branes of the stomach. They are rich
in pepsin, one of the greatest digestive
aids known to medicine. The relief
they afford is almost immediate. Their
use with persistency and regularity for
a short time brings about a cessation
of the pains caused by stomach dis
orders. Rexall Dypsepsia Tablets will insure
healthy appetite, aid digestion and
promote nutrition. As evidence of our
sincere faith in Rexall Dyspepsia Tab
lets, we ask you to try them at our
risk. If they do not give entire satis
faction, we will return you the money
you paid us for them, without question
or formality. They come in three
sizes, prices 25 cents, 50 cents and $1.
Remember you can obtain them only
at-The Rexall Store. C. A. Plath.
The Dalles-Dufur Booklet.
The cities of The Dalles and Dufur
have recently issued an attractive 48
page booklet, under the community
plan of the O.-W. R. & N. ,Co., des
criptive of the natural resources and
scenic beauty of the country surround
ing them. The booklet is filled with
artistic photographs and well worth a
careful study even thouigh it were not
replete with valuable information. It
is another convincing proof that the
citizens of Oregon's Columbia River
fruit section are on the job. The city
of The Dalles bids fair to have a
gratifying growth along manufactur
ing lines. The citizens of Dufur,
which has a population of only 600,
deserve much credit for the part they
have taken in assisting their big sister,
the county s;at, in the work of
If troubled with indigestion, consti
pation, no appetite or feeling billions,
Kive Cliainlx-rlnin's Stomach and Liver
Tablet a trial and vou will be pleased
with the result. These tablets invigor
ate the stomach and liver and strength
en the digestion. Sold bv all dealers.
Wyomin? lump coal is the best and
the most economical. For sale by the
Transfer Company, phone 5.
For furnished housekeeping apart
ments call 504 Oak Street or phone
304x. j29
The basket social at the Grange Hall
Friday evening, February 10, was
attended by a large number of our cit
izens. In connection with the baskets
being auctioned off, quite a literary
program was rendered by our local
talent. First on the prgram was a
recitation rendered by Miss Evylin
Zeek in her usual pleasing manner.
Second, and old fashioned spelling
match by the pupils of Barrett; and
Frankton schools. Prof. Murphy
selected twleve of his pupils who
promptly challenged the house. The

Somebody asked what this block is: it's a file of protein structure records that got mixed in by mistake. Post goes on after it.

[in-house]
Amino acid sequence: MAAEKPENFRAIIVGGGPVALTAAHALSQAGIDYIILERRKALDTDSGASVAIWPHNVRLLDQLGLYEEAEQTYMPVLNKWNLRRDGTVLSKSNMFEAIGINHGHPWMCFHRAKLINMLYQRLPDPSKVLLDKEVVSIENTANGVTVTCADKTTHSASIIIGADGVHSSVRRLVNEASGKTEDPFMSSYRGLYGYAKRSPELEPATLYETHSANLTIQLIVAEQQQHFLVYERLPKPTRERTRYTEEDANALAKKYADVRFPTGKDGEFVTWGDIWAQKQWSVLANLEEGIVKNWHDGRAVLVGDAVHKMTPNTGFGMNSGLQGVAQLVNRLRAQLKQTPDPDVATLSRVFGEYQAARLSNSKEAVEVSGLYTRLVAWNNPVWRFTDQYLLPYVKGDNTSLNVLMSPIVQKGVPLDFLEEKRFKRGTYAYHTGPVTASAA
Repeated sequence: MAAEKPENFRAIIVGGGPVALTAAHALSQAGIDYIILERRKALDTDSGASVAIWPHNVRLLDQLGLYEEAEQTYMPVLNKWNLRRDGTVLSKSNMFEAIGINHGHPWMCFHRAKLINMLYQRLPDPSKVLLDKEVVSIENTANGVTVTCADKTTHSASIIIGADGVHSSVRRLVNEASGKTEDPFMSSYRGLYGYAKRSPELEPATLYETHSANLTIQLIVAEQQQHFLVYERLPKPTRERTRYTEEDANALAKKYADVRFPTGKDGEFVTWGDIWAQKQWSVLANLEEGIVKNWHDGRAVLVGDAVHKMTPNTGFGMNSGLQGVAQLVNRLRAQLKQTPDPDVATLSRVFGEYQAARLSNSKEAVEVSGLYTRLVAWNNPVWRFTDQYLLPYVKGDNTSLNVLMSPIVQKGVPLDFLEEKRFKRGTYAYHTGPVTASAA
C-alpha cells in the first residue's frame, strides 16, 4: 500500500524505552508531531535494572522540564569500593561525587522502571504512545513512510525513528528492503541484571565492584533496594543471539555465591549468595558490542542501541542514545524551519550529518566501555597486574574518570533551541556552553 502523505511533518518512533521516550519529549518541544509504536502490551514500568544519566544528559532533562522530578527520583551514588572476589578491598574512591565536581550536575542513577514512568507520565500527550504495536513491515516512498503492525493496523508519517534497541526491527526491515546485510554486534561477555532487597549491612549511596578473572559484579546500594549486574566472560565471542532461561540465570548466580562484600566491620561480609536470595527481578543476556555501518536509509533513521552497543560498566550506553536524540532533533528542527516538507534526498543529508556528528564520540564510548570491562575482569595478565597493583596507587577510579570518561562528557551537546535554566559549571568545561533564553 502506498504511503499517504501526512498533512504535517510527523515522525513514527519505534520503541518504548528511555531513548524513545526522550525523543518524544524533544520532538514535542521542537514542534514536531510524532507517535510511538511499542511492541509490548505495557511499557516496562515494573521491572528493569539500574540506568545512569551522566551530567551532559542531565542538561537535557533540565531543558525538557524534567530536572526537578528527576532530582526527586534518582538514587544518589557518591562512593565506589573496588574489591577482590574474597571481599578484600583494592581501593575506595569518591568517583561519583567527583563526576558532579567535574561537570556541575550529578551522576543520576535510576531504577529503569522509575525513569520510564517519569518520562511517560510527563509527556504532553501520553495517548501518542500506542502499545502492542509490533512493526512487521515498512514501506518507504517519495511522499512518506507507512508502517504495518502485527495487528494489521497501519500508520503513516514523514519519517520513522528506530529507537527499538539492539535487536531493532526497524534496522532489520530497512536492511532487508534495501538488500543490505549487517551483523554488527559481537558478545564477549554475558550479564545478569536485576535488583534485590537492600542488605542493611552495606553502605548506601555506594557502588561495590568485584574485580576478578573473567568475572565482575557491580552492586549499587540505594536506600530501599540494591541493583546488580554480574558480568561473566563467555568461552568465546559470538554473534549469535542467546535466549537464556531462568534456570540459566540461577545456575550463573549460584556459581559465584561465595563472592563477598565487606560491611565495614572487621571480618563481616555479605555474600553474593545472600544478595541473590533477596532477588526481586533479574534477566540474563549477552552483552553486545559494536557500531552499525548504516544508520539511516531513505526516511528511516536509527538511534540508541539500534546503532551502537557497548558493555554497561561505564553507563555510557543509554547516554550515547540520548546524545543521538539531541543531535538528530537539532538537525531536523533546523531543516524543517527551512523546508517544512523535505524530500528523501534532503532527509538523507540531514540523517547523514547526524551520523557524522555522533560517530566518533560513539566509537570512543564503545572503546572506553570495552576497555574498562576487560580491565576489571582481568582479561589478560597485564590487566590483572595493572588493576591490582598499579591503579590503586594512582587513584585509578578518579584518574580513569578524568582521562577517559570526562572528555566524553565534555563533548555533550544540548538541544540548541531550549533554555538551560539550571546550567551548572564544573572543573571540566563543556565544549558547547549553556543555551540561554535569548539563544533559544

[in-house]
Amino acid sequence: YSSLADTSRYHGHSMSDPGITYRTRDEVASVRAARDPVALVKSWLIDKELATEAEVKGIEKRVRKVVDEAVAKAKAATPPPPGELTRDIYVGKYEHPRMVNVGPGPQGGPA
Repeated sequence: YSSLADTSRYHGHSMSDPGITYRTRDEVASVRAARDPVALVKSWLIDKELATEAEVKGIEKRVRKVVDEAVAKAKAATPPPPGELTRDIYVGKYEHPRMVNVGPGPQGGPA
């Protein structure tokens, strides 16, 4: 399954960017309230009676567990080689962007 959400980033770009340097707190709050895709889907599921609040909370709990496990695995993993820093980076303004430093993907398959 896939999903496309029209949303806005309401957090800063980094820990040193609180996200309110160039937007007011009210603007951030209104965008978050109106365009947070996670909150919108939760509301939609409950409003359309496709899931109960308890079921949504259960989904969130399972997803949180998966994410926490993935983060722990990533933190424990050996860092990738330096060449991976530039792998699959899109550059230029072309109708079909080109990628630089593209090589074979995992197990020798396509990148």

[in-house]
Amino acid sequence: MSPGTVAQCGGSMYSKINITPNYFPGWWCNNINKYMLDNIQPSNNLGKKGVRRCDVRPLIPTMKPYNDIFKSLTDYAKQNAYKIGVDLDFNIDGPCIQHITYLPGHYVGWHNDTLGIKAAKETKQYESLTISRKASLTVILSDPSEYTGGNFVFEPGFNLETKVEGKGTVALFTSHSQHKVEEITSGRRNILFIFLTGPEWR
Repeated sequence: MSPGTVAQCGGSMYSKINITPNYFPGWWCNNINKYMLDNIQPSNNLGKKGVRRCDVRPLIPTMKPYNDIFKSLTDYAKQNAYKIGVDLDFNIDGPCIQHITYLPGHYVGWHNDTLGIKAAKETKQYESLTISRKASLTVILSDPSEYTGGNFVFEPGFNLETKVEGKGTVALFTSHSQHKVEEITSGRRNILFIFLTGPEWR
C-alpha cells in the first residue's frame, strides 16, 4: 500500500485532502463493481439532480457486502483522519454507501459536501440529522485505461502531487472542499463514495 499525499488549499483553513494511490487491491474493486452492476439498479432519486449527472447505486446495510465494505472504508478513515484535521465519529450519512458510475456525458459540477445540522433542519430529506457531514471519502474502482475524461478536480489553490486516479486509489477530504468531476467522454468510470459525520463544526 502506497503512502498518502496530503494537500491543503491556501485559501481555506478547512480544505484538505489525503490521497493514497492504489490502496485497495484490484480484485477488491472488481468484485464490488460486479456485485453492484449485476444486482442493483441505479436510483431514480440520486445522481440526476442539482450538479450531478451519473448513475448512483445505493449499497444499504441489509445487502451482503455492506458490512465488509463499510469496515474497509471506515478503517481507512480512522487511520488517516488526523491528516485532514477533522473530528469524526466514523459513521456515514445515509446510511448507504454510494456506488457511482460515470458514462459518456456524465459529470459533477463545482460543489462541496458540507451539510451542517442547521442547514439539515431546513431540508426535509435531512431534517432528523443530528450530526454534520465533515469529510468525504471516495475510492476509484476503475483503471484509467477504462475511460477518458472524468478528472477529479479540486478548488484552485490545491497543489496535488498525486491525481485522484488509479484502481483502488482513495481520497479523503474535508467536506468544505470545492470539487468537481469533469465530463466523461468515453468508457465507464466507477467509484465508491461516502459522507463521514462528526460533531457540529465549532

maiority of those selected from the
audience were pupils from Frankton.
F. H. Isenberg was chosen to take
charge of the contest. The spirit of
rivalry between the two school dis
tricts became very enthusiastic from
the beginning. Some of the adult per
sons who were chosen to spell were
soon relegated to the down and out
club and the finish fell on the shoulders
of the younger persons. Finally the
contest was reduced to four persons,
three from Frankton and one from
Barrett. Miss Irma Boyce, represent
ing Barrett, missed the last word
given as had already two on the Frank
ton side thus leaving Miss Erma Noble
to successfully spell the word and save
the day for Frankton.
Next on the program was the sermon
of Deacon Brown, colored, rendered by
our local burnt cork artist, Mr. Oxbor
row, who is indeed a past master along
this line. Deacon Brown took bo well
that the house called him back again
and in a fine tone rendered an old south
ern plantation lullaby. This was fol
lowed by a reading. "Buying the
Dress Pattern," well rendered by
Mrs. Goss, who kept the house in
laughter much of the time.
Mr. Staten, the "Worthy Master,"
called on Messrs. Morse, Robbins and
Prof. Murphy. All of these gentlemen
fi-we short optimistic talks, which
were well "chosen for the occasion.
Then Prof. Stubbs, of Frankton, was
asked to make a few remarks. His
response was that the Frankton con
tingency had enjoyed themselves so
much and had stayed so late that he
felt it was his duty to offer prayer for
their safety in trying to reach home at
that late hour.
Last but not least on the program
was the auctioning of the bankets.
This little stunt was done in a highly
successful manner by Marsh Isenberg.
The way he handled those baskets, and
the English language as well, was very
much to his credit. And say, -tome of
the boys voted that if it had not been
for the berg ending his name they
would have been certain he hailed from
Fight Over County Division.
The only opposition to the White
Salmon County division ended in a
fight today when a committee from
White Salmon met a body of Lyle
citizens at Lyle.
County Commissioner Morganson
came to blows with one of the promi